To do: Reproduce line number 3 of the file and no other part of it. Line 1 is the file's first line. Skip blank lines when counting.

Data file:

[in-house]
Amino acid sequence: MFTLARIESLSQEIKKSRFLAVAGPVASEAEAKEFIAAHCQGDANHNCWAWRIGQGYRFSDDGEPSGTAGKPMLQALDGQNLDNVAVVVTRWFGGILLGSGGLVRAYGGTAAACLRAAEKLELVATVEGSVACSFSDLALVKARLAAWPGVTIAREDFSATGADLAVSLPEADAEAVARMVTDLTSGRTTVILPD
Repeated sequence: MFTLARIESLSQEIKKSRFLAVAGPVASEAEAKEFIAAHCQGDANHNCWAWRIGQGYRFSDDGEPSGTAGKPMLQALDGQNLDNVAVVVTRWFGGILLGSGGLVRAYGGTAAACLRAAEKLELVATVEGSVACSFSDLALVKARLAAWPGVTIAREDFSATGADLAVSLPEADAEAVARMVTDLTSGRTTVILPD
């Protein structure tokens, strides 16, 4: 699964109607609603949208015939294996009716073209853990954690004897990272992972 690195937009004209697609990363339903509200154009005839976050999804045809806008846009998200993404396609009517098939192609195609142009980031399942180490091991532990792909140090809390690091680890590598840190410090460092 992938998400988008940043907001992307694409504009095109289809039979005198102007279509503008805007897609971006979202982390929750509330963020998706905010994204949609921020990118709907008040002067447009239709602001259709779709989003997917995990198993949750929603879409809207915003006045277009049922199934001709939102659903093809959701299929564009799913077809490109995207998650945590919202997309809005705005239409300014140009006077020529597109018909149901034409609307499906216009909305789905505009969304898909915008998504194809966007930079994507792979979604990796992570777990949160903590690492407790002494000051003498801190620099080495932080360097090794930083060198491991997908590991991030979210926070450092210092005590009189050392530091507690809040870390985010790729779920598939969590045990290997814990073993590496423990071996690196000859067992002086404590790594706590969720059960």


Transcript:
Repeated sequence: MFTLARIESLSQEIKKSRFLAVAGPVASEAEAKEFIAAHCQGDANHNCWAWRIGQGYRFSDDGEPSGTAGKPMLQALDGQNLDNVAVVVTRWFGGILLGSGGLVRAYGGTAAACLRAAEKLELVATVEGSVACSFSDLALVKARLAAWPGVTIAREDFSATGADLAVSLPEADAEAVARMVTDLTSGRTTVILPD